As the gravitational evidence accumulates inexorably that dark matter comprises the vast majority of the mass of the universe, the particle nature of dark matter remains a mystery. New laboratory experiments are being commissioned to probe sub-GeV dark matter, but the signatures in these detectors rely crucially on the condensed matter properties of the detector material. Similarly, detecting the couplings of axions to matter requires considering collective modes in materials. I will survey the progress made in understanding existing detectors and designing future ones which operate in this unusual regime in the gap between high-energy and low-energy physics, driven by an incredibly fruitful and rich collaboration between particle physicists, condensed matter physicists, materials scientists, chemists, and quantum measurement specialists, on both sides of the theory/experiment divide. I will describe in detail two examples of proposed experiments which could shed light on dark matter in the next decade: anisotropic organic scintillator crystals for sub-GeV dark matter and superfluid helium-3 read out with quantum sensors for axion dark matter.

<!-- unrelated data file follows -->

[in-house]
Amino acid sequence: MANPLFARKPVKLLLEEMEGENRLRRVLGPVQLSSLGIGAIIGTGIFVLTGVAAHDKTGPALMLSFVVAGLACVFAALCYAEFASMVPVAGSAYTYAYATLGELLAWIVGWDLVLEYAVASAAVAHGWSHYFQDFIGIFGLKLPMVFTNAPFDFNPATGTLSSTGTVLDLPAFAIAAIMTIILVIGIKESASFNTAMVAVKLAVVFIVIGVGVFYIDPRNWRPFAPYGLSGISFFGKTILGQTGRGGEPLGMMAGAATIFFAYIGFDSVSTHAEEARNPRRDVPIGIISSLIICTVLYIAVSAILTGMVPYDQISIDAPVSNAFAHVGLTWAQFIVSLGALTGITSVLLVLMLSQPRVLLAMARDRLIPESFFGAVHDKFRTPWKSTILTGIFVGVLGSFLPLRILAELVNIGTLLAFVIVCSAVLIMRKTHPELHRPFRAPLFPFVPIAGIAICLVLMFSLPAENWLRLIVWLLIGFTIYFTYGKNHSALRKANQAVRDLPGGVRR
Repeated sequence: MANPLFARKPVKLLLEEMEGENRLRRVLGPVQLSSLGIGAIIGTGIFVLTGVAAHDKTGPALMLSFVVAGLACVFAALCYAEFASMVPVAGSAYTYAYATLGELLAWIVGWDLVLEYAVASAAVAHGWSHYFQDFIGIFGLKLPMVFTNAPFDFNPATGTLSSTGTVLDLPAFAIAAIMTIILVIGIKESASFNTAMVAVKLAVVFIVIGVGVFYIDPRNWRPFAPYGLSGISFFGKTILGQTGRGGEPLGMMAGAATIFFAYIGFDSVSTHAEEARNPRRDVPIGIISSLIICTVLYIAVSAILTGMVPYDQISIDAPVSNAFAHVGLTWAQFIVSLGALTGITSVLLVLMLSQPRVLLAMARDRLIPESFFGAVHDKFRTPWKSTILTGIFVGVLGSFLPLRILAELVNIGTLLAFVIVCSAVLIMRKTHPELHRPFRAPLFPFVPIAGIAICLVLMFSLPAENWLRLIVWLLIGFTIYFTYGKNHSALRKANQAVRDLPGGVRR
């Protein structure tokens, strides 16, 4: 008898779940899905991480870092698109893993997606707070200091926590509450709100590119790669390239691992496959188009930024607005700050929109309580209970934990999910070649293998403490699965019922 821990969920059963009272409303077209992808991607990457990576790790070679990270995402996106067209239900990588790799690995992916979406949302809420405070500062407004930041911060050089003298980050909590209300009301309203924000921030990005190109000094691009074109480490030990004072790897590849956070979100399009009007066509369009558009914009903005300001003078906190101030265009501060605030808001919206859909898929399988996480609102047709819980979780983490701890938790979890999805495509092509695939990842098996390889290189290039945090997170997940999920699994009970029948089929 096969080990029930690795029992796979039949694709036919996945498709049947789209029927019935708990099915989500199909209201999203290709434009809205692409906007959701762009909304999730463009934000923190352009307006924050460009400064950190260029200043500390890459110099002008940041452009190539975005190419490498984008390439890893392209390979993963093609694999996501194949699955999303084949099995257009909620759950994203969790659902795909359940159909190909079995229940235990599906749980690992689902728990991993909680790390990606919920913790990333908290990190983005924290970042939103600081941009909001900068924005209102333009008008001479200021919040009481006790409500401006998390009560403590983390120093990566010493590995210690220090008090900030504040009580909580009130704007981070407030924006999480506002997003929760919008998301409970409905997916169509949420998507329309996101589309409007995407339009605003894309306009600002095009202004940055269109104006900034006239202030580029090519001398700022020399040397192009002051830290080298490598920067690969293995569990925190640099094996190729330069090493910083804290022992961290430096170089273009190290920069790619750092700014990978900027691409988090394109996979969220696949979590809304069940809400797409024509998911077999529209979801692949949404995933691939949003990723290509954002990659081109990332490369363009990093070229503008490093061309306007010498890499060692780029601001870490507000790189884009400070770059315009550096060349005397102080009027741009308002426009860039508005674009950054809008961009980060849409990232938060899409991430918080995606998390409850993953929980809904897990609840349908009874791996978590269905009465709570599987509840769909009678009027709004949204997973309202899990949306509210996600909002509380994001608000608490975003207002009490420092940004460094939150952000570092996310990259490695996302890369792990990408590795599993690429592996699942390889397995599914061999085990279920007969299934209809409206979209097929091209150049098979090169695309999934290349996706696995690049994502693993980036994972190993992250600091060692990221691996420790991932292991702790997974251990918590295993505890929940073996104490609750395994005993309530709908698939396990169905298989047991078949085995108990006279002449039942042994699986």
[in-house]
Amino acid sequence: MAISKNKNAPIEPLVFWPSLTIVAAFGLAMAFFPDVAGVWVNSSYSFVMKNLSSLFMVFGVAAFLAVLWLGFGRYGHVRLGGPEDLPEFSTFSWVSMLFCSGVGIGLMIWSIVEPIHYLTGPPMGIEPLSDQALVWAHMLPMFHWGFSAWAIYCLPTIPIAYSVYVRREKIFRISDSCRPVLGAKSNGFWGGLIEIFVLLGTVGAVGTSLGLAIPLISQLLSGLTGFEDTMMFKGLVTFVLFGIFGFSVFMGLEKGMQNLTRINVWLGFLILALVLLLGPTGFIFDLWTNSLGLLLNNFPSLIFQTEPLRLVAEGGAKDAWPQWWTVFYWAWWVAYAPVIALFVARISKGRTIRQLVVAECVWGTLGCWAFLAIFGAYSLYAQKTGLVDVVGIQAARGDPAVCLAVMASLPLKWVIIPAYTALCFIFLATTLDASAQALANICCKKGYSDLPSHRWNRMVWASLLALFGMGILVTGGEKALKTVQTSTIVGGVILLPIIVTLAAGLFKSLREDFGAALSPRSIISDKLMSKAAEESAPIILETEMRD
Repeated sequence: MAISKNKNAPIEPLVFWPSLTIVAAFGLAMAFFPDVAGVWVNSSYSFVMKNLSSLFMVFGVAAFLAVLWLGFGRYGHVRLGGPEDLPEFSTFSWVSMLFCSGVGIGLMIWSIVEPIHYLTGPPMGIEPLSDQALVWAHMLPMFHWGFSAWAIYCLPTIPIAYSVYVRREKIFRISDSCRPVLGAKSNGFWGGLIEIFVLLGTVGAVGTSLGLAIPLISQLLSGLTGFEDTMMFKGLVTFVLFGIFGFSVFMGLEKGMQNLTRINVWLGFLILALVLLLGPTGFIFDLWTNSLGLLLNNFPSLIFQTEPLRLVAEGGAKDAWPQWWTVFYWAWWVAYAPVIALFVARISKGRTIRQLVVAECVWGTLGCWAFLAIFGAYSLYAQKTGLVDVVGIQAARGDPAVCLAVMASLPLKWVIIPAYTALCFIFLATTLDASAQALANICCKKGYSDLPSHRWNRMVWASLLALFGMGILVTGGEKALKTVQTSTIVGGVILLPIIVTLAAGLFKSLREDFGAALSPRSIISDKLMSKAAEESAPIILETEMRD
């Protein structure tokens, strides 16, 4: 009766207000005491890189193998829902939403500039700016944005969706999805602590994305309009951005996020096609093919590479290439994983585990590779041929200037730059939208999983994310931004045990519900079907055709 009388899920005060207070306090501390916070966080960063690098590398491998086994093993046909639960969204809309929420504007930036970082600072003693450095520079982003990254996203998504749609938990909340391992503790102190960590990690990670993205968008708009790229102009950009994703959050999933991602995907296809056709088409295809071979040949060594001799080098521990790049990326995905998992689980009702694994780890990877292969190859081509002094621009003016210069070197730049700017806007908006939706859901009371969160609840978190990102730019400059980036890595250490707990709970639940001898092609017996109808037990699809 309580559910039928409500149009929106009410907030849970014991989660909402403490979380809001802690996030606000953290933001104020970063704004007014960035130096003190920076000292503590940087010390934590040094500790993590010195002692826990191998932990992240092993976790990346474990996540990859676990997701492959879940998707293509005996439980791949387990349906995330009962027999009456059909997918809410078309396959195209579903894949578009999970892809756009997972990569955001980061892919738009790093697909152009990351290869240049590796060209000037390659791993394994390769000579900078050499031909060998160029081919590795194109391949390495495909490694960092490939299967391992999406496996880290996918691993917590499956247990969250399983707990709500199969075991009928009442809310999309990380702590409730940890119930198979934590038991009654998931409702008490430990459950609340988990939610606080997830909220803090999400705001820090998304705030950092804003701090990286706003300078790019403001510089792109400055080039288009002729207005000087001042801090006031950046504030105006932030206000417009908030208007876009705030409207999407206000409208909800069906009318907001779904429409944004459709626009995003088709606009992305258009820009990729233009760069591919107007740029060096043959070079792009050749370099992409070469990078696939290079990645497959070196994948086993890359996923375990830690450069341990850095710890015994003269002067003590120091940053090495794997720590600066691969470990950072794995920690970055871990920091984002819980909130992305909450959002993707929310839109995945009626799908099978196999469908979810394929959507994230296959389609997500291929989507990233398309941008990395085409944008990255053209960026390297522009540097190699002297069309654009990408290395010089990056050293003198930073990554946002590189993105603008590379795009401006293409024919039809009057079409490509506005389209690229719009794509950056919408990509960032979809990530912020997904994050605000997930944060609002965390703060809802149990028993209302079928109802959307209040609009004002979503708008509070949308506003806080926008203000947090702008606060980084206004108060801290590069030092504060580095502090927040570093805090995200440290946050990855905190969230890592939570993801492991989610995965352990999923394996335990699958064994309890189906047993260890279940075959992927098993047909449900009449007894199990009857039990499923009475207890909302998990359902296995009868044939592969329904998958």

Host: Ian Moult